01/2010;
  • Irina Strelnikova, Markus Rapp, Qiang Li
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    ABSTRACT: There is today substantial interest in aerosols in the mesosphere and their interaction with their neutral and charged environment. These aerosols comprise both ice particles in the polar summer mesopause region and smoke particles of meteoric origin that are expected to occur in the entire middle atmosphere and during all seasons. The presence of ice particles in the mesosphere has been known for many decades and is most prominently revealed in the form of noctilucent clouds, also known as polar mesospheric clouds. Smoke particles, on the other hand, have sizes of few nanometers only such that their detection by remote sensing techniques has long been deemed impossible. In consequence, sporadic rocket borne in-situ measurements have long been the only source of experimental evidence regarding the existence and properties of these particles. However, it has recently been realized that charged mesospheric aerosol particles modify the plasma properties of the D-region and thereby influence the characteristics of radar backscatter from these altitudes (i.e., radar reflectivity and/or spectral properties). Hence, it is possible to infer properties of these charged aerosol particles in the D-Region using radar observations. In this paper we present two independent methods yielding particles properties based on such measurements and give an overview of recent results.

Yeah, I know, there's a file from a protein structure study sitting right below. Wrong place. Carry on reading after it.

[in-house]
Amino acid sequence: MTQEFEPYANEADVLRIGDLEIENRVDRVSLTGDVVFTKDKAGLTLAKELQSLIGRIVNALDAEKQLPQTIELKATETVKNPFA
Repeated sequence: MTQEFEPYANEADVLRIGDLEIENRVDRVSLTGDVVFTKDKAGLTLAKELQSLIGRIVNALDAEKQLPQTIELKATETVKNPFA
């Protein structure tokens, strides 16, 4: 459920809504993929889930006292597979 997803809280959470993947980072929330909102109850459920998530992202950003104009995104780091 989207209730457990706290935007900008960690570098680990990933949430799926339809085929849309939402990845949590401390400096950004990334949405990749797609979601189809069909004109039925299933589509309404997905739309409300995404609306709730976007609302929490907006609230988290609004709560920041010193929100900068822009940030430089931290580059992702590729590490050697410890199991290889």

01/2010;
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    ABSTRACT: More than 10 years ago, simultaneous and common volume radar and lidar observations of polar mesosphere summer echoes (PMSE) and noctilucent clouds (NLC) provided the first compelling evidence of their joint origin. Today, it is well established that both phenomena are different observational evidence of mesospheric ice clouds. However, while the light scattering mechanism leading to NLC is essentially understood, a similarly robust quantitative understanding of PMSE has long been elusive. This paper starts with reporting the results of correlative studies of PMSE and NLC based on a very large data set (several ten thousands of simultaneous and common volume observations) collected over the years with the ALOMAR wind radar and the ALOMAR RMR lidar in Northern Norway complemented by results obtained with the Solar Occultation for Ice Experiment (SOFIE) on the AIM satellite. We then continue describing recent progress made in the quantitative understanding of PMSE based on observations of these echoes using well separated frequencies in the VHF and UHF. Today, such observations even allow the derivation of microphysical parameters like ice particle radii which are in close agreement with independent estimates from SOFIE. We will further discuss cases where NLC were observed with and without the presence of PMSE and demonstrate that all these cases can now be understood in a quantitative manner. Finally, this understanding will be applied to observed long term variations of PMSE which are recognized of being substantially different from similar NLC observations.